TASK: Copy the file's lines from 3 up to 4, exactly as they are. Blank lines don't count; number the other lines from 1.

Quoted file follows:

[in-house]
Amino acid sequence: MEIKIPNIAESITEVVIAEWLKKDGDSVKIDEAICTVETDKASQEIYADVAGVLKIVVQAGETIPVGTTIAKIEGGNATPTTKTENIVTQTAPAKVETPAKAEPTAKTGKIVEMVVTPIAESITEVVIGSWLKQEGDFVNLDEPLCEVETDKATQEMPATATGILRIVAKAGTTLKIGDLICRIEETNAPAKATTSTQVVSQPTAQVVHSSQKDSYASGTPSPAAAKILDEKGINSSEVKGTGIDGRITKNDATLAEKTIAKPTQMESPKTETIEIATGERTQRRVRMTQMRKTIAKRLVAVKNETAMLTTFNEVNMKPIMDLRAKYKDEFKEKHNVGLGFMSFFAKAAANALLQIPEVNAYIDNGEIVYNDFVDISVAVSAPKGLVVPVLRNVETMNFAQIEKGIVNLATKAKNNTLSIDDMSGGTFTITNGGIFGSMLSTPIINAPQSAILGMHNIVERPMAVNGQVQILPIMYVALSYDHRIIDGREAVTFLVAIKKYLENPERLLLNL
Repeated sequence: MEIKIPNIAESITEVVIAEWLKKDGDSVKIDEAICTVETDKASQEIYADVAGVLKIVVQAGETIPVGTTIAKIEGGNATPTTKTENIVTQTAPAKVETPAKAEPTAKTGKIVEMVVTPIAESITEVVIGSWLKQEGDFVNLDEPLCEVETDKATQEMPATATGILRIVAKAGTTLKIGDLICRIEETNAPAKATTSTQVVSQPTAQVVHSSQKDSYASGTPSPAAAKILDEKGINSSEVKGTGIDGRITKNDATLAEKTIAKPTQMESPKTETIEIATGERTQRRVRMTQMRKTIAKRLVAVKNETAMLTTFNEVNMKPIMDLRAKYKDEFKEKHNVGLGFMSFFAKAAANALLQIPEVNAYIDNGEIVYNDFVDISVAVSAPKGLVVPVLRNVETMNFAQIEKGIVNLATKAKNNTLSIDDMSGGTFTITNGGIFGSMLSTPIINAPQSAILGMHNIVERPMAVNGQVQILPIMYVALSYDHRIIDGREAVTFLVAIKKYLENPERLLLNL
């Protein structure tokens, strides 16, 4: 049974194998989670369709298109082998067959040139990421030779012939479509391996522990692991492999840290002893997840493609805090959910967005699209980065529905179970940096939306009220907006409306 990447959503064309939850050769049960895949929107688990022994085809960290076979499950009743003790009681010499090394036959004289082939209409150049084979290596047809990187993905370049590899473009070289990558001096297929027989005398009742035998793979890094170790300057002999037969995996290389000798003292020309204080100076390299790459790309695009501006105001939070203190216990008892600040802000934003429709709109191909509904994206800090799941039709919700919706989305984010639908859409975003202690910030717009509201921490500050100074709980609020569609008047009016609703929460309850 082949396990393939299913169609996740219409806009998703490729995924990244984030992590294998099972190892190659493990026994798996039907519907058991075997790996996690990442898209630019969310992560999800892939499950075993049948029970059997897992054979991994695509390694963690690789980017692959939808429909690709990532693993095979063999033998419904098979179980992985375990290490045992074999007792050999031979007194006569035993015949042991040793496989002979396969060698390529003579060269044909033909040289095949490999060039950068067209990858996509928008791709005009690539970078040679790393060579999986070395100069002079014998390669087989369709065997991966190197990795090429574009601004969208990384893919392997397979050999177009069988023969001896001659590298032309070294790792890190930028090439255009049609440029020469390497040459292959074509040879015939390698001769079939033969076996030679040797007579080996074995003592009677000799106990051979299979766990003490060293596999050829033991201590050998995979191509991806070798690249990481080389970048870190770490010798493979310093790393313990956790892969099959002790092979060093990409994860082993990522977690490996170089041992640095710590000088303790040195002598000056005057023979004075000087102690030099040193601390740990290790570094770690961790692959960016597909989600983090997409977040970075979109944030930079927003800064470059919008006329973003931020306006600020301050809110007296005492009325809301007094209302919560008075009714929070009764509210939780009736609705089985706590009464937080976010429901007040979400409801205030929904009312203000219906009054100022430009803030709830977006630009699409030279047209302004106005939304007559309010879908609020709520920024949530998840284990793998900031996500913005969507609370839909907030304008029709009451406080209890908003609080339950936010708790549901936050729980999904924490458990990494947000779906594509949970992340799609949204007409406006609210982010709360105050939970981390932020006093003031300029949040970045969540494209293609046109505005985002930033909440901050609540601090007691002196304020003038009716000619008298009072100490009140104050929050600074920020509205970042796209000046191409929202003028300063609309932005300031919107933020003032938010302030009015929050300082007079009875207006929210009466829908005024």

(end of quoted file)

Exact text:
Repeated sequence: MEIKIPNIAESITEVVIAEWLKKDGDSVKIDEAICTVETDKASQEIYADVAGVLKIVVQAGETIPVGTTIAKIEGGNATPTTKTENIVTQTAPAKVETPAKAEPTAKTGKIVEMVVTPIAESITEVVIGSWLKQEGDFVNLDEPLCEVETDKATQEMPATATGILRIVAKAGTTLKIGDLICRIEETNAPAKATTSTQVVSQPTAQVVHSSQKDSYASGTPSPAAAKILDEKGINSSEVKGTGIDGRITKNDATLAEKTIAKPTQMESPKTETIEIATGERTQRRVRMTQMRKTIAKRLVAVKNETAMLTTFNEVNMKPIMDLRAKYKDEFKEKHNVGLGFMSFFAKAAANALLQIPEVNAYIDNGEIVYNDFVDISVAVSAPKGLVVPVLRNVETMNFAQIEKGIVNLATKAKNNTLSIDDMSGGTFTITNGGIFGSMLSTPIINAPQSAILGMHNIVERPMAVNGQVQILPIMYVALSYDHRIIDGREAVTFLVAIKKYLENPERLLLNL
């Protein structure tokens, strides 16, 4: 049974194998989670369709298109082998067959040139990421030779012939479509391996522990692991492999840290002893997840493609805090959910967005699209980065529905179970940096939306009220907006409306 990447959503064309939850050769049960895949929107688990022994085809960290076979499950009743003790009681010499090394036959004289082939209409150049084979290596047809990187993905370049590899473009070289990558001096297929027989005398009742035998793979890094170790300057002999037969995996290389000798003292020309204080100076390299790459790309695009501006105001939070203190216990008892600040802000934003429709709109191909509904994206800090799941039709919700919706989305984010639908859409975003202690910030717009509201921490500050100074709980609020569609008047009016609703929460309850 082949396990393939299913169609996740219409806009998703490729995924990244984030992590294998099972190892190659493990026994798996039907519907058991075997790996996690990442898209630019969310992560999800892939499950075993049948029970059997897992054979991994695509390694963690690789980017692959939808429909690709990532693993095979063999033998419904098979179980992985375990290490045992074999007792050999031979007194006569035993015949042991040793496989002979396969060698390529003579060269044909033909040289095949490999060039950068067209990858996509928008791709005009690539970078040679790393060579999986070395100069002079014998390669087989369709065997991966190197990795090429574009601004969208990384893919392997397979050999177009069988023969001896001659590298032309070294790792890190930028090439255009049609440029020469390497040459292959074509040879015939390698001769079939033969076996030679040797007579080996074995003592009677000799106990051979299979766990003490060293596999050829033991201590050998995979191509991806070798690249990481080389970048870190770490010798493979310093790393313990956790892969099959002790092979060093990409994860082993990522977690490996170089041992640095710590000088303790040195002598000056005057023979004075000087102690030099040193601390740990290790570094770690961790692959960016597909989600983090997409977040970075979109944030930079927003800064470059919008006329973003931020306006600020301050809110007296005492009325809301007094209302919560008075009714929070009764509210939780009736609705089985706590009464937080976010429901007040979400409801205030929904009312203000219906009054100022430009803030709830977006630009699409030279047209302004106005939304007559309010879908609020709520920024949530998840284990793998900031996500913005969507609370839909907030304008029709009451406080209890908003609080339950936010708790549901936050729980999904924490458990990494947000779906594509949970992340799609949204007409406006609210982010709360105050939970981390932020006093003031300029949040970045969540494209293609046109505005985002930033909440901050609540601090007691002196304020003038009716000619008298009072100490009140104050929050600074920020509205970042796209000046191409929202003028300063609309932005300031919107933020003032938010302030009015929050300082007079009875207006929210009466829908005024």